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Friday, July 12, 2013

The Night That Disco Died

34 years ago tonight in Chicago, Radio DJ Steve Dahl of Chicago rock station WLUP put a glorious end to the disco music craze of the '70s called "Disco Demolition Night" when he and another DJ came up with the idea of the Disco Demolition at Comiskey Park on July 12, 1979. Dahl, who was never a fan of disco had been fired from rock station WDAI-FM 94.7 the previous Christmas Eve when that station changed it's format to All Disco.

That was the last straw. This meant war.

Dahl was hired by WLUP almost immediately and the anti-disco backlash had officially begun.

Fans who brought a disco record to the ballpark this night 34 years ago were admitted for 98 cents, a number which closely matched WLUP’s 97.9 MHz dial position. The event took place at Comiskey Park between games of a White Sox/Tigers double-header. Early fears of embarrassingly low attendance were squashed when 90,000 disco-haters converged onto a stadium that held 52,000.

After the Sox lost the first game 4-1, during which time the increasingly rowdy fans got drunk and crazy, the real fun began. Steve Dahl wore a combat helmet and rode around the ballpark in a Jeep. In center field a giant box was packed full of disco LPs and blown up which left a hole in the playing surface. People who didn’t get their Village People, KC & The Sunshine Band and Sister Sledge records in the box used them as frisbees and began flinging them through the air. Thousands of fans then swarmed the field, lighting fires and starting small riots. The bases were stolen, the batting cage was destroyed and chaos ruled. Chicago police in riot gear finally cleared the field which was so badly damaged that the second game could not be played. It was later determined that the White Sox would have to forfeit the game to the Tigers because they failed to provide acceptable playing conditions.......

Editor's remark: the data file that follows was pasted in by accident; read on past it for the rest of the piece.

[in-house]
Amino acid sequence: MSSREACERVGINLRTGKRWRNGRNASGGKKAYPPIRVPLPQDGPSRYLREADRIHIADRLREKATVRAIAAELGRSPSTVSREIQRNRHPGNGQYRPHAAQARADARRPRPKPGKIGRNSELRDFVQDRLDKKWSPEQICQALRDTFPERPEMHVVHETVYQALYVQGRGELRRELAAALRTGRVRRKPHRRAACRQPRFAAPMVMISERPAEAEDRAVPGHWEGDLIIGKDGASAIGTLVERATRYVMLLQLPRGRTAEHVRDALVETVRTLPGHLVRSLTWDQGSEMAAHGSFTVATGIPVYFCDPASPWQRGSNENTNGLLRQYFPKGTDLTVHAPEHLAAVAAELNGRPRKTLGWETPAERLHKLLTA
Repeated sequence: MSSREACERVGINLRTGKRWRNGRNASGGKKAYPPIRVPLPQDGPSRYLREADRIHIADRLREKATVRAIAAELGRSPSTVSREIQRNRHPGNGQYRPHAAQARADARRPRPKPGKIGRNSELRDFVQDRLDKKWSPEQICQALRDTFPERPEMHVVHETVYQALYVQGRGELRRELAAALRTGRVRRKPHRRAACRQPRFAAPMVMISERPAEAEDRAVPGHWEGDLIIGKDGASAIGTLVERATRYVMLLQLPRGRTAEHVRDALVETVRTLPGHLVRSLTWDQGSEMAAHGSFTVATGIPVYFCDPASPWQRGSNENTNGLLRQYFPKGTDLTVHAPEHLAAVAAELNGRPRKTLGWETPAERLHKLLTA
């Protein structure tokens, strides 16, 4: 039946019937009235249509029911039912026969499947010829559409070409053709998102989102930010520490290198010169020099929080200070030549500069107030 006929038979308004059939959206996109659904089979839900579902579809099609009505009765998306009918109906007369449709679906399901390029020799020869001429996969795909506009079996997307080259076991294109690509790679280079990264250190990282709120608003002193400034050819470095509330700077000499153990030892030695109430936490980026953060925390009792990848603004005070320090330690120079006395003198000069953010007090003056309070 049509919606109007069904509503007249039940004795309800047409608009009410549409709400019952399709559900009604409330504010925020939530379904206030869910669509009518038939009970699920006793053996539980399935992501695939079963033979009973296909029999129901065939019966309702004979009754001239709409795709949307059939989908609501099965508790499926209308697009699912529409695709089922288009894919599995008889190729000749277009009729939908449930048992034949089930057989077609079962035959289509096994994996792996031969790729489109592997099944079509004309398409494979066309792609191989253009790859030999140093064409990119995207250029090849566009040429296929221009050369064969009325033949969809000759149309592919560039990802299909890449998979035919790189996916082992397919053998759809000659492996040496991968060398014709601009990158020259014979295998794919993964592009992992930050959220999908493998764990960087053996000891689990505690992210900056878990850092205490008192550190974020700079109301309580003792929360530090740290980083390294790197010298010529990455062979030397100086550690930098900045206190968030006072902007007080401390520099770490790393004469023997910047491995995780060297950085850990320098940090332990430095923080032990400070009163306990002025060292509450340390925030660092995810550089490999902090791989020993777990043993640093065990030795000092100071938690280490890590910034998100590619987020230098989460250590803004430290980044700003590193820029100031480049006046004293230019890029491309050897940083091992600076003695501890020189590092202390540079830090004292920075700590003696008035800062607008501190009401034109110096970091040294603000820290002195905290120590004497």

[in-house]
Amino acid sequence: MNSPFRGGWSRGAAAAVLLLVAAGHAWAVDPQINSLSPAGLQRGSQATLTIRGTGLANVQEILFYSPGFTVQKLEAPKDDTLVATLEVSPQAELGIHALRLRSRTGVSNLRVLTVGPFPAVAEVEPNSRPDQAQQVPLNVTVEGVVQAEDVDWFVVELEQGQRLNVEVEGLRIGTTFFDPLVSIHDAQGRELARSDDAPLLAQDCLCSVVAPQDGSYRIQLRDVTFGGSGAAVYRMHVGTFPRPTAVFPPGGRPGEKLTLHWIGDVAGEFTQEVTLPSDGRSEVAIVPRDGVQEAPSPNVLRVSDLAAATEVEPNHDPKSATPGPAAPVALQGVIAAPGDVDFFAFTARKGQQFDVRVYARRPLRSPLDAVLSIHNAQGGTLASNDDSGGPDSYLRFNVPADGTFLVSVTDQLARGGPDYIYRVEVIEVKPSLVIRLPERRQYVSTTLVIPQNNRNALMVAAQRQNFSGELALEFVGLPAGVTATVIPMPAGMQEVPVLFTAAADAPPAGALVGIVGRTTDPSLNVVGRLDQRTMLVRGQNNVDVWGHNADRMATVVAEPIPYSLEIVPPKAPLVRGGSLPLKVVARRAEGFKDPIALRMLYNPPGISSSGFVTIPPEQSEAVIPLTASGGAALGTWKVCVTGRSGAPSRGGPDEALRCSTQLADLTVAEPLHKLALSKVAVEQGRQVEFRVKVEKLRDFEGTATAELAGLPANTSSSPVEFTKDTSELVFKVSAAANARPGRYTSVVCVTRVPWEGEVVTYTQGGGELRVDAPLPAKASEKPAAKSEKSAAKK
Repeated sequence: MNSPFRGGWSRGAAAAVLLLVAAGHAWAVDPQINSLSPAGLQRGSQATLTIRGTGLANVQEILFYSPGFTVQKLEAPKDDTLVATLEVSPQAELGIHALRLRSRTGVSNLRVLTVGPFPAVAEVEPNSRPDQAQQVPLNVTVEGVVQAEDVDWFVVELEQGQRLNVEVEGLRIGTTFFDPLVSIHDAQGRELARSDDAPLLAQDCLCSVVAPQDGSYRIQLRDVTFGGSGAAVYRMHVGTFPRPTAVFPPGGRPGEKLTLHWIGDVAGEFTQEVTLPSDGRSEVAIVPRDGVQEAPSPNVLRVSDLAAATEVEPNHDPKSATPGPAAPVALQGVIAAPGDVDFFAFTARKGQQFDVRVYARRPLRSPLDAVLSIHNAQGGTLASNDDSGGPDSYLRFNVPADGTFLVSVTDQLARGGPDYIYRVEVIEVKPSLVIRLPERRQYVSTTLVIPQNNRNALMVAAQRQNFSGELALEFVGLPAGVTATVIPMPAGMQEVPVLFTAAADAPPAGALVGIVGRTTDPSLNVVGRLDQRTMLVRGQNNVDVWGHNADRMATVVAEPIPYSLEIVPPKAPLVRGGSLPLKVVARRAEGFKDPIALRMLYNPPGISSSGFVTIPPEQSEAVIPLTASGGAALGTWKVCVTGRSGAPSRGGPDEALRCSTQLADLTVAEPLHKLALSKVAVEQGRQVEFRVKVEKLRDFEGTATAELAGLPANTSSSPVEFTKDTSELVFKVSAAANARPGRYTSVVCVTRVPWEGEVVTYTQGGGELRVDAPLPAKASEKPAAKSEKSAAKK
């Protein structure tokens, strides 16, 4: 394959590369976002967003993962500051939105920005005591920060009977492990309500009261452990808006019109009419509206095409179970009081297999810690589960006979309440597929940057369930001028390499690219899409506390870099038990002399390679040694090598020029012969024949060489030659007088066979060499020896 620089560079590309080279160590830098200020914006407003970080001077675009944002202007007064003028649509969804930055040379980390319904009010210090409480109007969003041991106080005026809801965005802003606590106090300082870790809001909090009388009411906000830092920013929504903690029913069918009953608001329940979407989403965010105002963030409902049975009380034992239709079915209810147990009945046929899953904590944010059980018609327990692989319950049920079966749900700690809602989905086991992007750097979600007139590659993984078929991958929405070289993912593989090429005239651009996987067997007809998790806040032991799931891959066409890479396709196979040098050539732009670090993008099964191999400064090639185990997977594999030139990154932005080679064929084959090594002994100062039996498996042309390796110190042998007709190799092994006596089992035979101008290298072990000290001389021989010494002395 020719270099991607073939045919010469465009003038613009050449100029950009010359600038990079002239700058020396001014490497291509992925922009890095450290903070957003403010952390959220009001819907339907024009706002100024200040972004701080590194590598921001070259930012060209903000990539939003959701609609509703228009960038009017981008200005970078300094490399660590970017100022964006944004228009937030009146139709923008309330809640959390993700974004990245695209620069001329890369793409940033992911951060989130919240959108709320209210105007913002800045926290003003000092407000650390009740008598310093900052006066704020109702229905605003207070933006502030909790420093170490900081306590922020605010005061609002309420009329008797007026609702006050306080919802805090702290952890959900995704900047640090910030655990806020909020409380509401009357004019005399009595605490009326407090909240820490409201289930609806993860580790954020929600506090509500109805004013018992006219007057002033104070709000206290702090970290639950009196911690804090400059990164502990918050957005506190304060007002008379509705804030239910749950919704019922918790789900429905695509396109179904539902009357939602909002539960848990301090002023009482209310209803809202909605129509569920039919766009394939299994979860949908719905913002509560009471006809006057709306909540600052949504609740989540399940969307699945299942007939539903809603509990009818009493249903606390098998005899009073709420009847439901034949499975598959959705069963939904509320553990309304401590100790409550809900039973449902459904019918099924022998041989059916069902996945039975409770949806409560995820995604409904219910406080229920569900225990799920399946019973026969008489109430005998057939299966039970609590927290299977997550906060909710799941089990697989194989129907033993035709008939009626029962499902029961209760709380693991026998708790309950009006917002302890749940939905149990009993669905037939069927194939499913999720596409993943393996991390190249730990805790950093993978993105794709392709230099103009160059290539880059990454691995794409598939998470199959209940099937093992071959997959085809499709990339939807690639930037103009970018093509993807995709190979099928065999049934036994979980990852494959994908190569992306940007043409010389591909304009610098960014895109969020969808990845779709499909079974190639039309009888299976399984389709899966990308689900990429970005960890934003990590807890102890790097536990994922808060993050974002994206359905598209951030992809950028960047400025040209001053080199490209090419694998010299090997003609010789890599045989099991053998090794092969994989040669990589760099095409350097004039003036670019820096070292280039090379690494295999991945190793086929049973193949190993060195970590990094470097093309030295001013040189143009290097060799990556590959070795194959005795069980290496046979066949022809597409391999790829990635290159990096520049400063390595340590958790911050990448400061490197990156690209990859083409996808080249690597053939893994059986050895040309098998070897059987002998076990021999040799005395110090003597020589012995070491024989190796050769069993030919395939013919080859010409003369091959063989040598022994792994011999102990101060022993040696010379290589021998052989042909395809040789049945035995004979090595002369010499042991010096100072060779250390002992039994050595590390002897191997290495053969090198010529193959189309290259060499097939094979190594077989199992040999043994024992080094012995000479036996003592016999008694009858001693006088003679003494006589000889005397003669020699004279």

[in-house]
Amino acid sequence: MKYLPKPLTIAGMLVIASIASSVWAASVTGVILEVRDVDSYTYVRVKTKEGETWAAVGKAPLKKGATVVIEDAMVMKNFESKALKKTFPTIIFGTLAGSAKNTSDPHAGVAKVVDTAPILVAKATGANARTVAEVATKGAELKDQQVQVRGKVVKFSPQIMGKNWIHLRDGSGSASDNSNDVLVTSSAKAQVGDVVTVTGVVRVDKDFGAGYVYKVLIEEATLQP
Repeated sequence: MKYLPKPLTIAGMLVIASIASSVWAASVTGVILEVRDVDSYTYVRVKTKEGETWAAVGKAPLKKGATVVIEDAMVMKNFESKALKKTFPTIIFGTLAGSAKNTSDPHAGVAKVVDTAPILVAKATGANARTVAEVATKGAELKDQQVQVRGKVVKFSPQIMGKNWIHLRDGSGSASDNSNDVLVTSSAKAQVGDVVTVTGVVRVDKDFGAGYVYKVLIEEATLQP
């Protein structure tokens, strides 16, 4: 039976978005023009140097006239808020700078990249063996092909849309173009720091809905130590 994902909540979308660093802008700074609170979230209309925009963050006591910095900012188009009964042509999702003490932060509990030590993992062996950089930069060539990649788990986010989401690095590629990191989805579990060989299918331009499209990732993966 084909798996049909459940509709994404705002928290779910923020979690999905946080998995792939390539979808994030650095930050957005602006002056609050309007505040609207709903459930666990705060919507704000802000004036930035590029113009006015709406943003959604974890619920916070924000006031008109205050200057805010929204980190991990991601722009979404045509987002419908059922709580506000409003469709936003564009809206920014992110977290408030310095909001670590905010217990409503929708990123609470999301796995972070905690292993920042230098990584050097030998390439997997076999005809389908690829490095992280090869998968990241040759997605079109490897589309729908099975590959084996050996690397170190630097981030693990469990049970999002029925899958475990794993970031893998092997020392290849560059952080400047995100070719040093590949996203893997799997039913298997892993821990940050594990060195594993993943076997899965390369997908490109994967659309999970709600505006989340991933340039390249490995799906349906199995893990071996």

After the Disco Demolition Night promotion, disco began to lose its popularity. Rapidly.

Steve Dahl on the other hand still worked anti-disco sentiment, even producing a parody record of Rod Stewart's "Do Ya Think I'm Sexy" (one of the first ever "parody" type records which "Weird" Al Yankovic would later become famous for) called "Do Ya Think I'm Disco". He recorded it as a single on the independent Ovation Records label (one of the smaller national indie labels of the time that was based in Chicago.)


As for disco, it had completely left the pop charts by fall of 1980. It was replaced by an even more tedious form of music called "adult contemporary" and acts like Barbara Streisand (one of the very few acts to have disco hits and survive the backlash) and Neil Diamond began filling the airwaves along with the arena rock bands (Foreigner, Journey, Rush, Loverboy, etc, etc.)

However, disco never REALLY died. It went back underground to the gay dance clubs and R&B charts where it started for most of the early '80s and resurfaced as pop with the Madonna craze of the mid-'80s. It exists today as a specialty genre simply called "dance music". A brief nostalgic revival in the '90s of '70s disco brought a lot of the older music back into the mainstream......

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